The broker has a free tier with some restrictions. It is perfectly usable for makers with few devices.
We assume that you have set up your development environment as described in the IDE tutorial.
We also assume that you have flashed your device with Jaguar and that you are familiar with running Toit programs on it. If not, have a look at the Hello world tutorial.
While not necessary, we recommend to do the MQTT tutorial first.
Note that you can do this tutorial without a device. In that case,
you need to use the
-d host option whenever you invoke
jag run. The program will then run on your computer instead of on
The MQTT functionality is not part of the core libraries and must be imported as a package. See the packages tutorial for details.
We are using the mqtt package. To install it, run the following command:
When connecting to TLS secured services we will also use the certificate-roots package:
To use Adafruit IO, you need to create an account. Go to io.adafruit.com and create an account.
Once you have created an account, you need to create a feed. Feeds
are topics that you can publish to and subscribe from.
Go to io.adafruit.com/feeds and click on
+ New Feed" button to create a new feed. For this tutorial we
will use the feed
Click on the "AIO Key" button on the top right of the page (next to
+ New Device"). This opens a dialog with your AIO key.
Copy the username and key. You will need them later.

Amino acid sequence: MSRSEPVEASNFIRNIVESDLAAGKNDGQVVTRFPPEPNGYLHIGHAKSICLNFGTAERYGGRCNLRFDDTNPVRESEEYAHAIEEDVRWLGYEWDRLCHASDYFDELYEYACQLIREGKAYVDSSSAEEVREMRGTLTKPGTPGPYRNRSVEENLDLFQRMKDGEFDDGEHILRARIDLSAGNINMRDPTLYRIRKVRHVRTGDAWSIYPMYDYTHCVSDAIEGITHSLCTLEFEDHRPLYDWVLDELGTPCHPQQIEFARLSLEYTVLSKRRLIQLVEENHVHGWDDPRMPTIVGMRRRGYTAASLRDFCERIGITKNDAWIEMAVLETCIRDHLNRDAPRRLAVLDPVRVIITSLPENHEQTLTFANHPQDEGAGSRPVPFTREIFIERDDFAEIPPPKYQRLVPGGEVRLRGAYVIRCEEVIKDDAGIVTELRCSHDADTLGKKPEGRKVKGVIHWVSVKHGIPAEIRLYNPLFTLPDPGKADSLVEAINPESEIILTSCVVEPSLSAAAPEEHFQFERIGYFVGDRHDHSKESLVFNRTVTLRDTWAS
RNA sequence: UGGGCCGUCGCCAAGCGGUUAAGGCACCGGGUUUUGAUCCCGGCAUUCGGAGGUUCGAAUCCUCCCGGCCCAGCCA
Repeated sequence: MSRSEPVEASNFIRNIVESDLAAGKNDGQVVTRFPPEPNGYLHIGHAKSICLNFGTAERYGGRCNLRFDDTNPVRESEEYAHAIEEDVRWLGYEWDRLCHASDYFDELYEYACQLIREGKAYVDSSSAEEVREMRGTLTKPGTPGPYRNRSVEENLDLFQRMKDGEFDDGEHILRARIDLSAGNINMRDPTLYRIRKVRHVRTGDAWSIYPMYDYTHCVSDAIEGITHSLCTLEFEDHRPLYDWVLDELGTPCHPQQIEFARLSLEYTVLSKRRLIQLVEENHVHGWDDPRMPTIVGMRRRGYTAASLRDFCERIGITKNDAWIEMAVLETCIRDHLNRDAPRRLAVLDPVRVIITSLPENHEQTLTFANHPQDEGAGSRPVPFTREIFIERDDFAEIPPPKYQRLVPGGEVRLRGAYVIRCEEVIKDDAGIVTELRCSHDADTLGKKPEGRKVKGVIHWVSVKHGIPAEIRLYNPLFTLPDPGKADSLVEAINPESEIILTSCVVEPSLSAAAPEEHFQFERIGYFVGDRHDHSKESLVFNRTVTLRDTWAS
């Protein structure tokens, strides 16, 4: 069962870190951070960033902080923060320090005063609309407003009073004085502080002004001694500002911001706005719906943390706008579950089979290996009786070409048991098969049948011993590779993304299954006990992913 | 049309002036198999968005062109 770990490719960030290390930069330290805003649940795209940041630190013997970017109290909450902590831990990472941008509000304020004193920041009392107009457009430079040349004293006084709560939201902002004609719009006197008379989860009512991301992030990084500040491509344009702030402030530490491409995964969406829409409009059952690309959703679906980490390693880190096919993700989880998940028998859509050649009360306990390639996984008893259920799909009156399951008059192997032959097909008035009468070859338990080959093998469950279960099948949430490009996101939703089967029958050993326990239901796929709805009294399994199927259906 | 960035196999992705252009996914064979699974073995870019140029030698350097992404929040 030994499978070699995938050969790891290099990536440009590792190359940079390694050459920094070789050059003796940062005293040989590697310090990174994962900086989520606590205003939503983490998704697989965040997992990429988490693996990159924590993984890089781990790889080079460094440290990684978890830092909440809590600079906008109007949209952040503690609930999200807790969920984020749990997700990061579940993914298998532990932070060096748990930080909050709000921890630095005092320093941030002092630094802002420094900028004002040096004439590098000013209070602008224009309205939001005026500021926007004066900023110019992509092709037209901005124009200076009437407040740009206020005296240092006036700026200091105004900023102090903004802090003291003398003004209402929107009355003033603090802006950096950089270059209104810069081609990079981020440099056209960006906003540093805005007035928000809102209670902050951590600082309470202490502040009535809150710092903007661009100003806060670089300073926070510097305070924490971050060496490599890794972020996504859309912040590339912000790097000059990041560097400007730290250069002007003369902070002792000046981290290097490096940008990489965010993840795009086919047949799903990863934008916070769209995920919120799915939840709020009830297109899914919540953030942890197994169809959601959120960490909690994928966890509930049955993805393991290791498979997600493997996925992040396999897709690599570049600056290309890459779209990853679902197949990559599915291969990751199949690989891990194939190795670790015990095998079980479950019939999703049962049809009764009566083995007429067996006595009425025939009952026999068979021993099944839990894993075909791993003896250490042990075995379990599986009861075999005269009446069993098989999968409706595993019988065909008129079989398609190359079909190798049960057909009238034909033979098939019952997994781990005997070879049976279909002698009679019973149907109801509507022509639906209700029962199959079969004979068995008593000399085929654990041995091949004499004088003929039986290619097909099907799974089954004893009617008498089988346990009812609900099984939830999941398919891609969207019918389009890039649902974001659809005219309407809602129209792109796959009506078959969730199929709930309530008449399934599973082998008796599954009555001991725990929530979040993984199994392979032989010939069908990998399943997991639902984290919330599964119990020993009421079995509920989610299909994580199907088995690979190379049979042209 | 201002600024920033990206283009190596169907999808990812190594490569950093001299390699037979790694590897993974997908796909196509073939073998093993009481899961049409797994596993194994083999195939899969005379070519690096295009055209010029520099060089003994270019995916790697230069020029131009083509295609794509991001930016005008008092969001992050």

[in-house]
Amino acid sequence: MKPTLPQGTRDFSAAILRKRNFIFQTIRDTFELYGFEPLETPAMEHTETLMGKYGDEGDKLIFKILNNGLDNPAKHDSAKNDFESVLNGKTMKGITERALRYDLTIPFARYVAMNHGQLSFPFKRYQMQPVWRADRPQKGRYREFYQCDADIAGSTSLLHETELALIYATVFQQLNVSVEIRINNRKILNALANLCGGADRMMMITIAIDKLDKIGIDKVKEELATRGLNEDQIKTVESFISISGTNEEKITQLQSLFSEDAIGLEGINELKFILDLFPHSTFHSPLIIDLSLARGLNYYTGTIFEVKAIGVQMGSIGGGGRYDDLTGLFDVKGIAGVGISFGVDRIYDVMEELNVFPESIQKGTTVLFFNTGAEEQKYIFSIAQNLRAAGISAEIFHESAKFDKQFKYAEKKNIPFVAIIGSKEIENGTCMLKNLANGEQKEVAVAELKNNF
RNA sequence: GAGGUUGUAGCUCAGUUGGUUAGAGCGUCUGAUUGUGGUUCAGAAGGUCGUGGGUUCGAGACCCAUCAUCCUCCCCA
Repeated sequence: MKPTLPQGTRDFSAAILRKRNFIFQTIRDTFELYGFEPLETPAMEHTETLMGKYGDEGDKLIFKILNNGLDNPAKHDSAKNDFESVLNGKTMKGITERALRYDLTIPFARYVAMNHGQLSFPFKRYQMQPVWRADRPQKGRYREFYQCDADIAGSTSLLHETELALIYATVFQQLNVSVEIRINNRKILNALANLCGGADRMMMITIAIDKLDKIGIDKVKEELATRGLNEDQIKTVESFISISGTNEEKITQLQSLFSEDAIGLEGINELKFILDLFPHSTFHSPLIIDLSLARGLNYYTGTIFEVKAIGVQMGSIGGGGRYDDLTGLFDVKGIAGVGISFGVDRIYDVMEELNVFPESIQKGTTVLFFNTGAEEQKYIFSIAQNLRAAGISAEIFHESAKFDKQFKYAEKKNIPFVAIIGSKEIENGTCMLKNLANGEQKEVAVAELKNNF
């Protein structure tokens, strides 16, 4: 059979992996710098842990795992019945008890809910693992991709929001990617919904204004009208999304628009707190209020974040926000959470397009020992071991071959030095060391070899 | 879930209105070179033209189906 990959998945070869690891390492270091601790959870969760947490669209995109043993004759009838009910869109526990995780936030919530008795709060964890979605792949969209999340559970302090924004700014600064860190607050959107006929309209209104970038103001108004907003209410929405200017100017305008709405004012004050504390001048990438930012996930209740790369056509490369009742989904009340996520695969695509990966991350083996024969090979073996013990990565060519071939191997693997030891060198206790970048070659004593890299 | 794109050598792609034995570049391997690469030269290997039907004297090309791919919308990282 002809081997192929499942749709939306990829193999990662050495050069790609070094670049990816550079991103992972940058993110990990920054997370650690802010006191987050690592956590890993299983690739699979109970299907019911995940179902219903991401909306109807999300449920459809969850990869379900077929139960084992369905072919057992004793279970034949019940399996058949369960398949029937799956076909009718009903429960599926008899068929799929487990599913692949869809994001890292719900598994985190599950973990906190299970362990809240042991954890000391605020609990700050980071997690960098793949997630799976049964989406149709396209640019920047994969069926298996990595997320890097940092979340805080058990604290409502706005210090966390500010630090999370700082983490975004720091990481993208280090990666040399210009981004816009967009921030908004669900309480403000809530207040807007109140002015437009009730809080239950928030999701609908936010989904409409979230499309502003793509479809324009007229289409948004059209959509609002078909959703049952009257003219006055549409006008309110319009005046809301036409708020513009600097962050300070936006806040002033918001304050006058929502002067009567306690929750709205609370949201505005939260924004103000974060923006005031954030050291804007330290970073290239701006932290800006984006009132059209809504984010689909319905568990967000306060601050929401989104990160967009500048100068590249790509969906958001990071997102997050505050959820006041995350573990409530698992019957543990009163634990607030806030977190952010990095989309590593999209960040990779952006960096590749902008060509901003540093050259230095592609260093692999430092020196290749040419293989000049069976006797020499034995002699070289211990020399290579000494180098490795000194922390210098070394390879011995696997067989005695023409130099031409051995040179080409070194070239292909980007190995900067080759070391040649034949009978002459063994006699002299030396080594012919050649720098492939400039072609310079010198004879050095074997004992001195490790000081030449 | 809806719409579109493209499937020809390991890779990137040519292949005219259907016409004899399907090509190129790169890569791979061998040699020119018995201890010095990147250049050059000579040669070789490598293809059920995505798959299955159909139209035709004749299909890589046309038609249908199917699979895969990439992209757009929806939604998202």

The following code connects to Adafruit IO and publishes a message
every 2.5 seconds. The message goes to the feed
will thus be a simple number. The number is a simulated temperature
reading, and will randomly fluctuate (starting at 25°C).
Don't forget to replace
<YOUR_KEY> with your
username and key. If you created a feed with a different name, you
also need to change the
We will leave the
CLIENT_ID empty. This means that the broker will
generate a random client ID for us. It also resets the session with
every connection. If you want to take full advantage of the broker,
you should use a persistent client ID. See the MQTT tutorial
import certificate_roots import mqtt import net ADAFRUIT_IO_USERNAME ::= "<YOUR_USERNAME>" ADAFRUIT_IO_KEY ::= "<YOUR_KEY>" ADAFRUIT_IO_FEEDNAME ::= "temperature" ADAFRUIT_IO_HOST ::= "io.adafruit.com" CLIENT_ID ::= "" main: network := net.open transport := mqtt.TcpTransport.tls network --host=ADAFRUIT_IO_HOST --root_certificates=[certificate_roots.DIGICERT_GLOBAL_ROOT_CA] /** // Alternatively, you can also connect without TLS, by using the // following transport: transport := mqtt.TcpTransport network --host=ADAFRUIT_IO_HOST // In that case you can remove the `certificate_roots` import. */ client := mqtt.Client --transport=transport options := mqtt.SessionOptions --client_id = CLIENT_ID --username = ADAFRUIT_IO_USERNAME --password = ADAFRUIT_IO_KEY client.start --options=options print "Connected to broker" topic := "$ADAFRUIT_IO_USERNAME/feeds/$ADAFRUIT_IO_FEEDNAME" // Simulates a temperature sensor. temperature := 25.0 10.repeat: temperature += ((random 100) - 50) / 100.0 client.publish topic "$temperature".to_byte_array // Don't publish too often to avoid rate limiting. sleep --ms=2_500 client.close network.close
You can see the published values on
It is not good practice to hard-code credentials in your program. See the secrets tutorial for details on how to handle secrets in Toit projects.
In this tutorial we only publish messages to Adafruit IO. However, Adafruit IO also supports many other features: You can, obviously, also subscribe to feeds. You can also create dashboards and visualize your data. You can also create triggers that send you emails or text messages when certain conditions are met.
The Adafruit IO documentation contains a lot of information about the service.
For MQTT specific information, see Adafruit IO MQTT API.